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Learning a language

All in all, 50 minutes a day, three to five times a week for 15 weeks a semester is simply not enough time.

CSU offers 12 different languages ranging from American Sign Language to Arabic. Some courses, such as Chinese and Russian, are more difficult and require more classes per week.


Language classes meet three to five times a week, depending on the level of the class, but according to Joseph Bukartek, French graduate teaching assistant, the time between classes hinders learning a language. Students need more time to practice.

“You don’t really have time to spend on vocabulary that is not relevant to the program of study you have. In a way, the class structure makes the conversation kind of limited,” said Paola Malpezzi Price, department of foreign languages and literatures chair.

According to Bukartek, instructors can only do so much in a classroom. The curriculum teaches limited vocabulary because of short class periods.

“A lot of times students will just see this as just words in a book,“ Bukartek said. “But if they’re able to go outside of class and attend a lot of events that are available to them and they’ll be able to interact with native speakers, be able to use this stuff they’ve learned in the book and use it in real life.’

Learning a language is submersive. According to Price, it is important to work and practice at every opportunity.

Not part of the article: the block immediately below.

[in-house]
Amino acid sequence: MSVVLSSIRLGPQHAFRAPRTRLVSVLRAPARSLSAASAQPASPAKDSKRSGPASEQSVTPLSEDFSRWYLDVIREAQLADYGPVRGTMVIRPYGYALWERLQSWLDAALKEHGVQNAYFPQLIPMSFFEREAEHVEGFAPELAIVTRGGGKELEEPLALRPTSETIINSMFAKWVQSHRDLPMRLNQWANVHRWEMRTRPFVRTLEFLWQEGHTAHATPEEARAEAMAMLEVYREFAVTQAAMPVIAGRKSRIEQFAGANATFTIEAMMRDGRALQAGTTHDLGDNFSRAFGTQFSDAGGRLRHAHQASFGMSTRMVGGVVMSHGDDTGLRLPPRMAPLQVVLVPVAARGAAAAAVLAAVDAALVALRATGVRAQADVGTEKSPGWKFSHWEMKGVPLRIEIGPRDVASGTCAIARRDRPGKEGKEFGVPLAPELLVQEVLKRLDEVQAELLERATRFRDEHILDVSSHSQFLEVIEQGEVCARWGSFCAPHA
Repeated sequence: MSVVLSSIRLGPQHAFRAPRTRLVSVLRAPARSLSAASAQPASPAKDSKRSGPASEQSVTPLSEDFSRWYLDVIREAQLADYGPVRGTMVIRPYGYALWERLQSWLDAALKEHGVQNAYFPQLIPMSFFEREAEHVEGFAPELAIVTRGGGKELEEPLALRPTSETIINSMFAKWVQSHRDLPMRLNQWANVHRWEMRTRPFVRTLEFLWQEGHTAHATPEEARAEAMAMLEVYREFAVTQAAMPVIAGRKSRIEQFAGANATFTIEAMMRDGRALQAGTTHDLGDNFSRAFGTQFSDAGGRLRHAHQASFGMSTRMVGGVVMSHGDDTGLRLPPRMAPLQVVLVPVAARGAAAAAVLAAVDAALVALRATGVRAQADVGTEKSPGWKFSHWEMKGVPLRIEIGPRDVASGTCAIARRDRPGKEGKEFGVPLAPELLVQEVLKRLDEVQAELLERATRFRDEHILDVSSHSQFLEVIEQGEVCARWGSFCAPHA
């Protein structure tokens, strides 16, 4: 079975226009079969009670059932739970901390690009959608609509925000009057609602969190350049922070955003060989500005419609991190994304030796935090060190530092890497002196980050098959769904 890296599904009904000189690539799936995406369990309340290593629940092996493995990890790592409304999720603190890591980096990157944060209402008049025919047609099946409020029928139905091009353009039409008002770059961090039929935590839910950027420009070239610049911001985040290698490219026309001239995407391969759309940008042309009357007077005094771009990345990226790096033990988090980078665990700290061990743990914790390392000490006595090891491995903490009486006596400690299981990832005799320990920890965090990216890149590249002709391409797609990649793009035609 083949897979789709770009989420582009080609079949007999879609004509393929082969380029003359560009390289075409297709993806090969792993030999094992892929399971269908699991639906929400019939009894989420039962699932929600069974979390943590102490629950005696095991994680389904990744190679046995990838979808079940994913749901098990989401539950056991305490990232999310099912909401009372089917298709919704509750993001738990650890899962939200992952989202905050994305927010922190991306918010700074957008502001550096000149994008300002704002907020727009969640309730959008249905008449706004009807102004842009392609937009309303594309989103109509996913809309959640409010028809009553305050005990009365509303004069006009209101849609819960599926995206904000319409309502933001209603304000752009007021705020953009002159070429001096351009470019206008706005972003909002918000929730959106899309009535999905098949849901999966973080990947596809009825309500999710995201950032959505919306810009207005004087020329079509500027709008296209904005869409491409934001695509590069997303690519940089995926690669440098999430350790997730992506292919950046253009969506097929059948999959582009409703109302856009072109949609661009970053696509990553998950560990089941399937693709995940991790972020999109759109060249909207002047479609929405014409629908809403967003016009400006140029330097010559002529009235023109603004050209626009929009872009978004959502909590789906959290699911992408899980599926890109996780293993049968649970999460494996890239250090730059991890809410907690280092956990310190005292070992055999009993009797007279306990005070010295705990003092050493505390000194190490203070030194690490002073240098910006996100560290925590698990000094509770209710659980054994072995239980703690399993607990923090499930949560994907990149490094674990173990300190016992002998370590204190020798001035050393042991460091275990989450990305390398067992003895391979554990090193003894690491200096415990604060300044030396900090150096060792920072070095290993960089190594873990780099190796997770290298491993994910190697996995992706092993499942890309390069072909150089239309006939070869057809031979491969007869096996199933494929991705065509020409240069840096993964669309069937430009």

“Doing it outside of school is huge,” said Mike Burkett, junior international studies major. “It’s like every day you feel rusty. Even between class when I’m studying, you start hitting the material and you look at it and automatically you feel rusty.”

But learning the language is only half of the equation.

“We cannot separate culture from language,” Price said.

Foreign language clubs serve to improve language skills, but also to provide fun cultural experiences for students, according to Price.


“We try to make our activities interesting, exciting and authentic,” Bukartek said.

Classes and professors help to engage students in the language, but according to Ludmila Pokatilova, Russian professor, getting students interested is another question altogether.

“There is an old argument: What is more important, to fill a vessel with the knowledge or to light the torch of interest?” Pokatilova said.

According to Bukartek, the lines are blurred.

“The students who are wanting to participate, the ones that are more active outside of class, seem to have more of a desire to learn the language to begin with,” Bukartek said.

That desire is crucial, according to Pokatilova, because learning a language is difficult.

“Learning a foreign language is like you’re an elementary school kid. You come five days a week and you get an assignment every day,” Pokatilova said. “One class missed in a foreign language, for one hour, cannot be compensated.”

Since attendance and passion are huge factors in learning a language, the classes offered in the lower levels require students to attend some activities out of the class.

“It says in my syllabus five percent of your grade is culture activities,” Pokatilova said.

The goal is to get students away from their comfort zones and hopefully get students interested and involved in the language they are pursuing to learn, according to Price.

“By requiring a certain amount of activities in the lower level classes, we reach some percentage that becomes more interested by attending some of the events,” Bukartek said.

Activities outside of the classroom serve as an environment where students can practice their skills and observe culture.

“Practice makes perfect, especially in a language,” Pokatilova said.

Collegian Senior Reporter Lawrence Lam can be reached at

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